What is Track Cycling?
Track cycling is a discipline of cycling in which the bicyclists speed around banked tracks called velodromes. Track races are incredibly fast, and are much shorter than the typical road race would be. Track cycling has ten events, which are split into three categories: sprints, endurance, and combined. Keep reading for more information on these events, as well as the sport of track cycling as a whole.
Although its exact creation date is unknown, track cycling is thought to have originated around 1870. The sport started when banked, quarter-mile long loops of wooden track were built in the late 19th century for cycling races, the precursors to the impressive velodromes that track cycling take place on today. The very first world championships were held in 1893, and the discipline has been part of the Olympic games since their founding in Athens, 1896 (with the exception of the 1912 games). Today, five events are featured in the Olympic Track Cycling program, and ten events are contested at the World Championships.
Track cycling is contested on a wooden track called a velodrome. Velodromes are loops that are around 250 meters in length, and they have banked sides which push the rider towards the center of the track and help the rider cycle faster.
There are 4 markings on the velodrome. The “stayer’s line” and “sprinting line” form the “sprinting lane,” the most efficient route along the track. The blue band indicates the inside of the track, and a black “measuring line” is the line that the velodrome’s length is measured against.
Each velodrome has a slightly different build to it, with different bank angles, different kinds of wood use, and different construction processes. For example, the London 2012 Olympic Velodrome has a Siberian Pine track, has bank angles of 42 degrees on the turns and 12 degrees on the straightaways, and was nailed together completely by hand.
Velodromes are in many ways the main separating factor for track racing. They are iconic in the world of cycling, and conducive to entirely different styles of racing, producing much faster, high intensity races rather than the long tactical affairs that you might see in the Tour de France or in Mountain Bike races.
The equipment for track cycling is generally the same as for other kinds of cycling, including:
However, the specifications of each piece of equipment is actually quite unique to the sport of track cycling. Track cycling is all about aerodynamics and getting every millisecond that you can, and equipment is designed with these factors in mind.
The bike is designed specifically to fit the velodrome. It has a single gear and no breaks, meaning that the only way to speed up, slow down, or stop is by changing your pedaling rate. The tires of the bike are also inflated to higher pressures to decrease drag, and the wheels are distinctive “disk wheels,” more aerodynamic than spoke wheels. The helmet is also quite distinctive. It has a long taper in the back and a rounded top and front for improved aerodynamics.
Because track cycling has ten events, there are a lot of nuances to how the sport plays out. However, all races have some common features.
Track events take place at such high speeds that aerodynamics are incredibly important. The cyclist that exerts the least effort before the final sprint usually wins. Because of this fact, you will often see all of the racers lined up one after the other behind the leader, trying to “tuck in” and face as little wind resistance as possible. Then, in the final lap, the leader will try and hold off counter attacks from their opponents, who are swinging wide in an effort to get around the leader and gain the lead just before crossing the finish line. Track cycling can certainly have some of the most exciting finishes in the world of cycling.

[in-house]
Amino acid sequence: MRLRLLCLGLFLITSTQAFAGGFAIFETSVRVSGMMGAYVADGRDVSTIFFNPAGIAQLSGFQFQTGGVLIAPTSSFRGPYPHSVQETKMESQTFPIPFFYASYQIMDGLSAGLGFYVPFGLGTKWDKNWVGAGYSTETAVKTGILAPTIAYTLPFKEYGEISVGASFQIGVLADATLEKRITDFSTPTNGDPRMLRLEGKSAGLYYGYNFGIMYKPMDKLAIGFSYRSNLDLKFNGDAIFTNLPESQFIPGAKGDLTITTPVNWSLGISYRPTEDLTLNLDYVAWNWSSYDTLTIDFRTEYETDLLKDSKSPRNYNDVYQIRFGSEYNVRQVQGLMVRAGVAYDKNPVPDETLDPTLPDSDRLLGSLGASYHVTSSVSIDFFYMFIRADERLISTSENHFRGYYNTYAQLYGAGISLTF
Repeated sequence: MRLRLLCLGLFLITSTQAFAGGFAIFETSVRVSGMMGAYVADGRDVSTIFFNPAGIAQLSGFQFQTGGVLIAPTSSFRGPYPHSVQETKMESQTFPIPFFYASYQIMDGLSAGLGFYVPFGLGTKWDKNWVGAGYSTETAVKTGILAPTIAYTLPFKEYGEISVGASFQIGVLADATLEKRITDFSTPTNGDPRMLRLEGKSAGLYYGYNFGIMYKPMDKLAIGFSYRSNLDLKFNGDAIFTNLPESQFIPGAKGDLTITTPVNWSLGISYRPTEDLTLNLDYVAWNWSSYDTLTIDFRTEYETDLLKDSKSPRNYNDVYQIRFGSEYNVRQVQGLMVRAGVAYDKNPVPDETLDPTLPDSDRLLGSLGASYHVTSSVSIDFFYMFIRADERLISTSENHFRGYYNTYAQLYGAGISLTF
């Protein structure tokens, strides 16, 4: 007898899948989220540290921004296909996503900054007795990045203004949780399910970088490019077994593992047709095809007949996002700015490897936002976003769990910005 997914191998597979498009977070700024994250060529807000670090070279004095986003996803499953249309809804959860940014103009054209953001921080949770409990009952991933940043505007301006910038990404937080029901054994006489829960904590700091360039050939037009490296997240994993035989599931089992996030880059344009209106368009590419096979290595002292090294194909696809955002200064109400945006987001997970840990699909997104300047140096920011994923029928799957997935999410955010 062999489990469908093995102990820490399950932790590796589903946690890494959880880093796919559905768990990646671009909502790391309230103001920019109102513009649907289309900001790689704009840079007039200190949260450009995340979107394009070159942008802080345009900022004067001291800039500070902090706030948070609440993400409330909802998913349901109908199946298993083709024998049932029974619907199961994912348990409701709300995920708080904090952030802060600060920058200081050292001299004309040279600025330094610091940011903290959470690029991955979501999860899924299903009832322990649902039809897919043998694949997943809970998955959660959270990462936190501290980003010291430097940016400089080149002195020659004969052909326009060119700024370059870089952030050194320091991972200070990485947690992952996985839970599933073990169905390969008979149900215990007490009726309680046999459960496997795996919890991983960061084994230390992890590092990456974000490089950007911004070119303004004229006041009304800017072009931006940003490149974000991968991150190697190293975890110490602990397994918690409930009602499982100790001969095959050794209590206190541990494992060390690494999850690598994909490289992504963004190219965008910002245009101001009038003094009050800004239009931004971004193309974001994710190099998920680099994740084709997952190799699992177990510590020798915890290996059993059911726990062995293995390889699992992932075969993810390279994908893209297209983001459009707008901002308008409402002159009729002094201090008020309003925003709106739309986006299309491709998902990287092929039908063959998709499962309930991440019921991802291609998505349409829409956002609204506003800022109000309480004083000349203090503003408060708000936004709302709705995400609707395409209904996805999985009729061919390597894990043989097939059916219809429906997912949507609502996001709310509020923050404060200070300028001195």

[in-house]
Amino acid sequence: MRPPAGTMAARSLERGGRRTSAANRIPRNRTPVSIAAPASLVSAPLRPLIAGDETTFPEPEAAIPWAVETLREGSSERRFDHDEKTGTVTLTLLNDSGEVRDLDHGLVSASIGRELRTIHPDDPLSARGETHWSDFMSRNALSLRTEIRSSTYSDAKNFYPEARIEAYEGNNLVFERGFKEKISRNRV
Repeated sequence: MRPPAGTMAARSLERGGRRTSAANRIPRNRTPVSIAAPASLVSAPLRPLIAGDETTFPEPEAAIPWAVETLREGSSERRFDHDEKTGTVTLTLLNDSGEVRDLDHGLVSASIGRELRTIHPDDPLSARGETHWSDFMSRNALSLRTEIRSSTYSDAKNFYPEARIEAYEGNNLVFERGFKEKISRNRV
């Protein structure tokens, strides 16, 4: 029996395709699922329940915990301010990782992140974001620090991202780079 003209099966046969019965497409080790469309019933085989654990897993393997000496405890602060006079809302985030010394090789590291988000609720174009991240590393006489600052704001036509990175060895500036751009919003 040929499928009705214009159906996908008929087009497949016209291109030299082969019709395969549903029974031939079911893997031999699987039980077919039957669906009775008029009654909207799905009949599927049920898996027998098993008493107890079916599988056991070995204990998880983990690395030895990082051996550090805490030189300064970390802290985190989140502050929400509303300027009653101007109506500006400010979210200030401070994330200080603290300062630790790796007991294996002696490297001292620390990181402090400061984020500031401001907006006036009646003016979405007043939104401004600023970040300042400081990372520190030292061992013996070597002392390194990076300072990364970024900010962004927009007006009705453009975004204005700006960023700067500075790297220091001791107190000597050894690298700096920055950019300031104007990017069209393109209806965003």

Position Roles and Responsibilities
In most team events, there are either three or four riders to a team. In the team pursuit, riders share the lead. One rider will take the pace at the front of the pack, leading their teammates along the velodrome and taking all of the wind resistance. At some point, the leader will go high on the bank while the rest of the team stays low, giving the leader time to drift to the back of the pack and a new leader will take over.
In the team sprint, three riders attempt to get one of their teammates to the finish line. After each lap, one team member peels off and the others keep going. Therefore, only one team member will finish the race. This team member must have not just great speed, but also sufficient endurance to last the whole race. The first leader’s job is to get the team on pace as quickly as possible, and so must have the ability to explode off of the starting line. The final team member must have a combination of the two skills.
Rules and Regulations
There are extensive rules and regulations for each track cycling event. The bicycles and velodromes themselves are strictly regulated, because they are so vital to the athlete’s success. Violation of a rule can result in disqualification. Below are some specific rules of the sport:
Blue Band Infraction: On the inside of the track is a small blue band. If a rider is in the blue band and disrupts the movement of another rider, they are disqualified.
Caught-Rider: When a rider is caught in the pursuits, that rider must still finish the race distance, and cannot draft behind their opponent to improve their time.
One-Hand Rule: Athletes must have at least one hand on the handlebar of the bike at all times.
Referees and Officials
Just as in all cycling disciplines, the head official is called the president of the commissaire’s panel. The duty of the president is to oversee the entire operation and deal with appeals, major rulings, and everything in between. The president relies on a team of other officials (the commissaire’s panel) during race time.
The judge referee is in charge of the riders during a race. The JR is responsible for ensuring that all cyclists respect the rules of the race.